Posted at TimesofSanDiego.com on 11/2/21
RUN DATES: 10/20/21 – 11/21/21
VENUE: North Coast Repertory Theatre
Talk about your controversial characters.
The real-life historical figure who inspired the 2014 play, “Ben Butler” (Benjamin Franklin Butler, 1818-1893; note that his brother’s name was Andrew Jackson Butler), was a sometime Democrat who voted 57 times to make Jefferson Davis President (and subsequently ran for the office himself). A Major General in the Union Army who had no military training. A successful trial lawyer (and a long-term member of Congress, dismissed from his post by President Lincoln and later considered by him for a Vice Presidential run), who repeatedly manipulated the law to his own financial and political advantage. An anti-Semite and misogynist who wrote an anti-woman order at one point in his life, but later strongly supported women’s suffrage, as well as authoring the Ku Klux Klan Act of 1871 and co-writing the landmark Civil Rights Act of 1875. Reviled in the South but revered by many in Massachusetts, his home state.
He was a bellicose demagogue, a ruthless speculator, a military bungler — but also an extraordinary innovator and a fearless advocate of justice for the underdog.
He was instrumental in creating the legal notion of legally freeing slaves by designating them as “contraband” of war, since their work served military objectives. This ultimately led to the Emancipation Proclamation and the end of slavery as an official war goal.
It’s the latter accomplishment, how Butler came up with the ‘contraband’ notion, that is the focus of Richard Strand’s smart, slick and delightfully entertaining play, which is receiving a superb production at North Coast Repertory Theatre, under the astute direction of David Ellenstein.
When we meet Butler in 1861, in his office at Fort Monroe, Virginia (beautifully designed and appointed by Marty Burnett; props by Phillip Korth), he’s only been in the Union Army for one month.
His adjutant, Lt. Kelly (wonderfully droll, ramrod-straight, boot-clicking, boot-licking Brian Mackey) is trying to inform his quarrelsome, cantankerous superior that three escaped slaves have just shown up in the Fort, fugitives seeking sanctuary, and one of them is demanding to see the General.
Butler (a magnificent, commanding, pot-bellied, impressively half-shaved-headed Richard Baird) immediately displays all his pugnacious pedantry; he does not take kindly to demands.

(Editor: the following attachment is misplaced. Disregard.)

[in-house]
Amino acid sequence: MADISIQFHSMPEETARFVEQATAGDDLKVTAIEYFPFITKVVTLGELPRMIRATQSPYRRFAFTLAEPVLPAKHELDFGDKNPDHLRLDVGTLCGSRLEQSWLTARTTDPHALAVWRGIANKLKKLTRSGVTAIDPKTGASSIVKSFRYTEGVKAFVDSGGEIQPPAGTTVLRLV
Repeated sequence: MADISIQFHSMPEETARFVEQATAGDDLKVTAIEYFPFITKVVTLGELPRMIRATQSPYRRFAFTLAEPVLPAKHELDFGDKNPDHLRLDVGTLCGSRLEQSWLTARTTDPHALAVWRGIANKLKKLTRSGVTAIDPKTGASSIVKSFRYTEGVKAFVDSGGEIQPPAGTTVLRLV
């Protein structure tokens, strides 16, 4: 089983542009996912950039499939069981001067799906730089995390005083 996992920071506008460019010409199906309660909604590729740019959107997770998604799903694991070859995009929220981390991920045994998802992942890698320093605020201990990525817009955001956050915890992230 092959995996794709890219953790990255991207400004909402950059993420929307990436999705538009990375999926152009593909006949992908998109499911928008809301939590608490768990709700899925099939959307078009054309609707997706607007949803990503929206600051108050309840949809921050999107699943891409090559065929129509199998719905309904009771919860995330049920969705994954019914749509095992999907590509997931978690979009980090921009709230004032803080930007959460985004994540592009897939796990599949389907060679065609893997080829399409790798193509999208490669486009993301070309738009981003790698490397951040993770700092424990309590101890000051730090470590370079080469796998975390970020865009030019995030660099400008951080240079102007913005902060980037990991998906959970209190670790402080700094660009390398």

Their funny, language-rich back-and-forth gives a foretaste of the splendid wit and wordplay of the piece, whose clever badinage and arch humor continues with the terrific exchanges between Butler and the highly articulate slave, Shepard Mallory, expertly played, with deftness and nuance, by the New York and Philadelphia-based Brandon J. Pierce.
An amusingly disparate but highly similar pair, Butler calls Mallory “a collection of contradictions.” The two are equally argumentative, and neither will allow anyone to get the last word.
Soon, a kind of strawman will appear, in the person of an officious, supercilious confederate Major, who has come to pick up the “property” that belongs to his superior, Col. Charles K Mallory, and also, Butler learns from Mallory, to spy on the Fort’s artillery. Bruce Turk is perfect in his look and his thin, fragile veneer of Southern gentility.
When the Major makes demands, and uses the Constitution and the Fugitive Slave Act for support, Butler reminds him that Virginia has just seceded from the Union, so those laws no longer apply. (Plus, as mentioned, Butler gets prickly when anyone tries to make demands on him). The interaction does not go well.
It’s a triumph of writing that manages to teach us about history (all but the adjutant are real historical personalities), considering serious subjects such as political duty vs. personal/moral/ethical obligations, while repeatedly making us laugh, by means of characters who are deftly drawn, multi-faceted, and brilliantly portrayed at NCRT.
In this excellent production, which never tips into crass comedy or caricature, the costumes (Renetta Lloyd), lighting (Matthew Novotny) and sound (Aaron Rumley) work effectively in service of the text.
We believe these characters, flawed and self-sabotaging though they may be. And we don’t even begin to see the full extent of the complexity and contradictions of the real Ben Butler; far too much fodder for one play. This one gives just a peek, but it’s satisfyingly sufficient.
©2021 PAT LAUNER/Patte Productions, Inc.